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Beware Juan Martin Del Potro, the big friendly giant

by Alexandra Willis
Friday 5 July 2013

If appearances can be deceiving, look no further than Juan Martin Del Potro. The 6ft 6in Argentine, dubbed the Tower of Tandil, cuts a fearsome figure on court and along the corridor, and is generally not the sort of person you'd want to go about upsetting.

But his imposing physique belies a soft character, a gentle giant who simply wants to succeed at what he does best.

Two years ago at Wimbledon, there was some kerfuffle when Del Potro apparently threw his shoes into the crowd in disgust at his match being called for light. Not so. When asked about it in press the next day, the Argentine revealed that he had wanted to give the crowd a thank you for staying so late to watch him, and was perfectly happy to pad back to the locker room in just his socks.

"I think the crowd was, until the last point with cold, windy, rain, so was a good idea for them," he explained. "After the match, I saw the kid with my shoes and I sign for him."

But the kindly nature of the 24-year-old's character should not fool any opponent into thinking he won't hit shots till he drops. Having hyper-extended his knee during his third round match, when he fell on it again in the early stages of his quarter-final against David Ferrer, it looked like it could be curtains. But not for Del Potro.

"I don't try to be a spectacular fall, but was really painful for me.  I was scared because I did the same thing four days ago.  I know how tough is play with some pains on the knee," Del Potro said.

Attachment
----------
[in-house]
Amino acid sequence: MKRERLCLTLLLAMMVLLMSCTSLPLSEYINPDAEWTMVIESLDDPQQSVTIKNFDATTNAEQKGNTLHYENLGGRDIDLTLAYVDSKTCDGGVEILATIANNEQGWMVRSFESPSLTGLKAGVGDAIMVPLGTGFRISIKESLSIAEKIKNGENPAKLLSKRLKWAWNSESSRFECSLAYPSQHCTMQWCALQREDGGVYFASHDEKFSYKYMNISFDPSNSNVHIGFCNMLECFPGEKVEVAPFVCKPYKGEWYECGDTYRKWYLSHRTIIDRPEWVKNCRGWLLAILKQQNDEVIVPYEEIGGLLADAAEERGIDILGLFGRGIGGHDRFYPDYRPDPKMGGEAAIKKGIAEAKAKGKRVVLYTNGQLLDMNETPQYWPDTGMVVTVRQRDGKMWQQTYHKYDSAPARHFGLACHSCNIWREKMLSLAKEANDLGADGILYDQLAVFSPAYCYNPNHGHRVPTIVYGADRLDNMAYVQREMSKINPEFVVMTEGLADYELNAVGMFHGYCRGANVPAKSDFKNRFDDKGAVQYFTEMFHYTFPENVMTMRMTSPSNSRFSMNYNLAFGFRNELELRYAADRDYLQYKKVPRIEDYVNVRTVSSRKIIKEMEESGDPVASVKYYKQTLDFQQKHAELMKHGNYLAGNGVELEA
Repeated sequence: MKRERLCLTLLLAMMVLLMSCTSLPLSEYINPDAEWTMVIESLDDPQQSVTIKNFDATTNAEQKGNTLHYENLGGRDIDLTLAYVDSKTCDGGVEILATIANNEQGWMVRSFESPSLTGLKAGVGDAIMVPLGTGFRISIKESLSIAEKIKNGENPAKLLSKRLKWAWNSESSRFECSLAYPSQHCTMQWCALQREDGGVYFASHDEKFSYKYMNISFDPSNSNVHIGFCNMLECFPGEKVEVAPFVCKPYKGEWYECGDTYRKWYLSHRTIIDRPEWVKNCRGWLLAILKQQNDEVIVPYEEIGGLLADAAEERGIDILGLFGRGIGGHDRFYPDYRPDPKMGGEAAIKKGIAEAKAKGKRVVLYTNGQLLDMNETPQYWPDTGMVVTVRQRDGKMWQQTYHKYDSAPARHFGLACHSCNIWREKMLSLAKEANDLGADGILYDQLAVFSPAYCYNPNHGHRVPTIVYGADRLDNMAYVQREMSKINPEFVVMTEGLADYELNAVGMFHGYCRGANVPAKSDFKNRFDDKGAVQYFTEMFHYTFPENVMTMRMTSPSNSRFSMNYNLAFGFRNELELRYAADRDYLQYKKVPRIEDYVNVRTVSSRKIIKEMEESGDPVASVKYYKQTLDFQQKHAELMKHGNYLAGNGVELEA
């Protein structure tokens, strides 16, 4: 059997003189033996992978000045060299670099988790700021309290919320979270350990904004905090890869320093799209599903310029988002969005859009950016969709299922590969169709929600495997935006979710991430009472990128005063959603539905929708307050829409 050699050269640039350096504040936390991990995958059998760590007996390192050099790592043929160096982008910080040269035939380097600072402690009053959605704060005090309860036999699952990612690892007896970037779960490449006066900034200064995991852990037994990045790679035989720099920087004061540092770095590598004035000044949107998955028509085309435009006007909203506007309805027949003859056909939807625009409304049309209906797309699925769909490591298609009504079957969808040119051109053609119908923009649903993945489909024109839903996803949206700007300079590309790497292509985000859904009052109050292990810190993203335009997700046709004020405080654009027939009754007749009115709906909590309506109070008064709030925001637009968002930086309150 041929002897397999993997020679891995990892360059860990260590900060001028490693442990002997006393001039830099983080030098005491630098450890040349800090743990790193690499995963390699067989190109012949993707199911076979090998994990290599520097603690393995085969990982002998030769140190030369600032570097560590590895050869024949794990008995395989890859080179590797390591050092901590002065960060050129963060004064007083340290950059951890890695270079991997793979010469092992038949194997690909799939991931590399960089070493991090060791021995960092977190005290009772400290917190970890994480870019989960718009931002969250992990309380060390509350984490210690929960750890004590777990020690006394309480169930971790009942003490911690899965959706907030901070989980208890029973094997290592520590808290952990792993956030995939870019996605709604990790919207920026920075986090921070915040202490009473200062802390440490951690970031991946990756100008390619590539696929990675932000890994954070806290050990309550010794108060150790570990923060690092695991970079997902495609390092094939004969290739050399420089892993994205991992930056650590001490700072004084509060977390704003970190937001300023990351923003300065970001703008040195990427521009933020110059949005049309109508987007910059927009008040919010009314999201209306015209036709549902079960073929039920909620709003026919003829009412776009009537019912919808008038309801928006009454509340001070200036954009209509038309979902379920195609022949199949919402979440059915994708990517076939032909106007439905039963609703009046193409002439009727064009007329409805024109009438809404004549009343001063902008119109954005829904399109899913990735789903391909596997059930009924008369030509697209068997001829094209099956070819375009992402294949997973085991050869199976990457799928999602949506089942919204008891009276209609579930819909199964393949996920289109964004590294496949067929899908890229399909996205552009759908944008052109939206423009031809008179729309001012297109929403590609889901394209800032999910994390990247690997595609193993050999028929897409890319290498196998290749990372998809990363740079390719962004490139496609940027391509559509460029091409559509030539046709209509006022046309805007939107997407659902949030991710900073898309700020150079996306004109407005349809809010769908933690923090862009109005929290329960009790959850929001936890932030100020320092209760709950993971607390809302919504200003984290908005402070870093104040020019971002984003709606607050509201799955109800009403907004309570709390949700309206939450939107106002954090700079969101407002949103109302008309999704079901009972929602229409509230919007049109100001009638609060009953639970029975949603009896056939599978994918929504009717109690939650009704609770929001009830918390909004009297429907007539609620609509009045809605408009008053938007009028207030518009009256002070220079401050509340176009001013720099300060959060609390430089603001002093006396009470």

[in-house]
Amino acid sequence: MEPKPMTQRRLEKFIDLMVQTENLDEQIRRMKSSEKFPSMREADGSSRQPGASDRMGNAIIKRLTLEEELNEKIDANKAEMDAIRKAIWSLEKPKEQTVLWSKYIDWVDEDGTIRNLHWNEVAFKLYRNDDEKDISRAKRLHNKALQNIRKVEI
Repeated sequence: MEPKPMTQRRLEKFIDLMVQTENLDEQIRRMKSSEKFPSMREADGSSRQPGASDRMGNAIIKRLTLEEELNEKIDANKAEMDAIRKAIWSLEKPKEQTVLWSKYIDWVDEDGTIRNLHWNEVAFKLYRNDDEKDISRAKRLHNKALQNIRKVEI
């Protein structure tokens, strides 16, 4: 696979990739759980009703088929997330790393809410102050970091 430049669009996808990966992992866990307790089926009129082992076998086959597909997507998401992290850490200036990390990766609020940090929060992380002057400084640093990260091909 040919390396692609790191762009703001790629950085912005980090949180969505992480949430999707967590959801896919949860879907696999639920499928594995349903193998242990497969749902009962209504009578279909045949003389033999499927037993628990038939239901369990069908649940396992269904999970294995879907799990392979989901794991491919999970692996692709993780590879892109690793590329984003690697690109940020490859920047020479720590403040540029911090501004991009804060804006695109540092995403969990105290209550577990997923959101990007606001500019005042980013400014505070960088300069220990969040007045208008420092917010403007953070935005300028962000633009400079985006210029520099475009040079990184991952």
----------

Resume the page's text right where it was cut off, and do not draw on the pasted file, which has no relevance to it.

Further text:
"To be honest, I don't want to retire in quarters for first time at the Wimbledon against David Ferrer," he continued. "And that's the reason for continuing play.  The doctors give me good anti-inflammatories. Then I play confidence, be careful all the time with my movements.  But in the end I did 100% and I'm so glad to go through."

On Friday afternoon he will contend his first Wimbledon semi-final, his first Grand Slam semi-final since winning the US Open in 2009, and only his third major semi-final overall, the first coming at the 2009 French Open.

The waning of Roger Federer and Rafael Nadal has lead naturally to the assumption of the top of the game's reigns by Novak Djokovic and Andy Murray. But it's easy to forget that it was Del Potro who broke up the remarkable three-sided dominance of Federer, Nadal and Djokovic, the only man to win a Grand Slam outside of the big three between Marat Safin's Australian Open win in 2005 and Andy Murray's US Open win in 2012. 

But Del Potro doesn't compare himself to then. " I don't remember.  It's four years ago," he said, simply.

There's no doubt he's a better grass-court player than he was four years ago. His bludgeoning forehand can be un-gettable on this surface, and, with the confidence of an Olympic bronze medal sitting at home in Tandil, he poses a very real threat to 2011 champion Novak Djokovic. Even more so given that it was Djokovic whom he beat to win that bronze.

Djokovic's experience at this stage of a Grand Slam is leagues ahead, Friday afternoon marking his 13th consecutive Grand Slam semi-final, but he will not doubt the threat that Del Potro poses.

The Serb's court coverage and powers of recovery, turning defence into attack, have become the most impressive and astonishing part of his game, the positions he contorts his body into only truly appreciable when you look at the photographs. But if the Argentine can get into his rhythm and start swinging, it could make for a very interesting afternoon indeed.

"I will be exciting to play against him.  I remember the match during the Olympic last year on the same surface," the 24-year-old said.

"But this time the pression is different, I know.  I know it.  But I will try to be ready and do my best."

Will Del Potro's best be enough? He needs to believe that it is. 

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